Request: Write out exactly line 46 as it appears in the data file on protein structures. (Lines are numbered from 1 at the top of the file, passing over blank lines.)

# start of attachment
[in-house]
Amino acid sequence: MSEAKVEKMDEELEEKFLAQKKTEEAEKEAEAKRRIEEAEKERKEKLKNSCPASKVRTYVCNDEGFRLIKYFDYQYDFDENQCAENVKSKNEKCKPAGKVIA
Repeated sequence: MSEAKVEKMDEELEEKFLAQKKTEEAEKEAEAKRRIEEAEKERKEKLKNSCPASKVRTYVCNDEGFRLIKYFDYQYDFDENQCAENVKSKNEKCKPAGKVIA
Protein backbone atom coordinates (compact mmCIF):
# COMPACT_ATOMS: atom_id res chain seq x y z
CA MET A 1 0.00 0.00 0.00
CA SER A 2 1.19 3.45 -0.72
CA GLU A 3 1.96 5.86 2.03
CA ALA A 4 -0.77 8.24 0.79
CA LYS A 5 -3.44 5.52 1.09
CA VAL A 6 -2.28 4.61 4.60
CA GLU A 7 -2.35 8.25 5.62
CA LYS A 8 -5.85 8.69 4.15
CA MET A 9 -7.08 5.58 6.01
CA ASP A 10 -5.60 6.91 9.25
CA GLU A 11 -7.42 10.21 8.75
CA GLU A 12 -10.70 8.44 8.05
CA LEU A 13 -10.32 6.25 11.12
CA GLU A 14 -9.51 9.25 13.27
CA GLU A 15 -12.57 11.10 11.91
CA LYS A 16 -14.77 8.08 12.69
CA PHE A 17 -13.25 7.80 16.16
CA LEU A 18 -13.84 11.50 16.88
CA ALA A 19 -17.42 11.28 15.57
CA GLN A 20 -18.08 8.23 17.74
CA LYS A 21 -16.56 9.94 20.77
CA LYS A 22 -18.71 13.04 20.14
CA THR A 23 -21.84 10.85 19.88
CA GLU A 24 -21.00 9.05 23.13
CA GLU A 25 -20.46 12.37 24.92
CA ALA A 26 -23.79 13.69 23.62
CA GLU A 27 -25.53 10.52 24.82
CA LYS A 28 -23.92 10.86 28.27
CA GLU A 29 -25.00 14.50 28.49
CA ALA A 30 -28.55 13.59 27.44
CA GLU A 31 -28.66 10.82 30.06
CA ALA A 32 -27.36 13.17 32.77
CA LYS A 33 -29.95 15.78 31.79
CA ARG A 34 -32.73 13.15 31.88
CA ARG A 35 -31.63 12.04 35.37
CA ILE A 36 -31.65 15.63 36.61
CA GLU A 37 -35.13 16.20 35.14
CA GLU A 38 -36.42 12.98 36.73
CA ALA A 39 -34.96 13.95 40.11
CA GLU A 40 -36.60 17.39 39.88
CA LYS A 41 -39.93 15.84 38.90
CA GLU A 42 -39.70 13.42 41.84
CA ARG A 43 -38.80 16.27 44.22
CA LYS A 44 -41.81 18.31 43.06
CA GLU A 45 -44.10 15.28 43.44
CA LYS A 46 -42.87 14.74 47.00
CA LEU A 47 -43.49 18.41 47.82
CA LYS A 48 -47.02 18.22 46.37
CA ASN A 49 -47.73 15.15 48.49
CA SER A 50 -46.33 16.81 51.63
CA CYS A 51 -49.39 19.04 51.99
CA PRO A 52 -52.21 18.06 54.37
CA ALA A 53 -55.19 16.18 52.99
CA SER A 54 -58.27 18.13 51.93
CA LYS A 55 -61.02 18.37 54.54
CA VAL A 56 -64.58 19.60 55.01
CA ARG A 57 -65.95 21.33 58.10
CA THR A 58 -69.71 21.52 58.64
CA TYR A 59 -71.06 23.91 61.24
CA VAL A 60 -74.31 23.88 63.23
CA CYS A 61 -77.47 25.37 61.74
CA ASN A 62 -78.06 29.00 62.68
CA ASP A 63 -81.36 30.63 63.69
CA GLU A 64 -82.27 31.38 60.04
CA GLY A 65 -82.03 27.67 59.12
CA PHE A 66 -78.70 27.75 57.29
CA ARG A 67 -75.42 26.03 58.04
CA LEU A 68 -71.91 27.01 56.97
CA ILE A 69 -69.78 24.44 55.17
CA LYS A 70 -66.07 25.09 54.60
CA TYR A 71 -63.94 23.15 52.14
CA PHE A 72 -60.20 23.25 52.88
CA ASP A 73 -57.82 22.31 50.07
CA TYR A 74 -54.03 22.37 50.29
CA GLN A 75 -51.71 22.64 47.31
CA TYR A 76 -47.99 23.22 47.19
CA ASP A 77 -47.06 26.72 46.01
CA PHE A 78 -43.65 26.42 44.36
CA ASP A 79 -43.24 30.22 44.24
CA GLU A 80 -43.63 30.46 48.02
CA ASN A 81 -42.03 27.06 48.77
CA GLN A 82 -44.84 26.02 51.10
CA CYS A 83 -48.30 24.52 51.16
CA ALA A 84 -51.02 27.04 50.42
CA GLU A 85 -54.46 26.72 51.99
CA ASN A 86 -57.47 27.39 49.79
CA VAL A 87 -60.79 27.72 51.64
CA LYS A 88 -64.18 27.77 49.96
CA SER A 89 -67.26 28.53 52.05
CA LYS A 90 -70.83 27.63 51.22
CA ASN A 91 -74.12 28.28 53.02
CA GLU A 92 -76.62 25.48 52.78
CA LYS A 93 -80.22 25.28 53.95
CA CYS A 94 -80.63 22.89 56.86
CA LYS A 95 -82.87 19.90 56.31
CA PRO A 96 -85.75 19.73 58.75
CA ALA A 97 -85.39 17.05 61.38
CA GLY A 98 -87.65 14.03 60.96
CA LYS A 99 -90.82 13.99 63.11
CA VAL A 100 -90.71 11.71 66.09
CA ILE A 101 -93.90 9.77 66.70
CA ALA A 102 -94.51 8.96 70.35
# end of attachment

CA LYS A 41 -39.93 15.84 38.90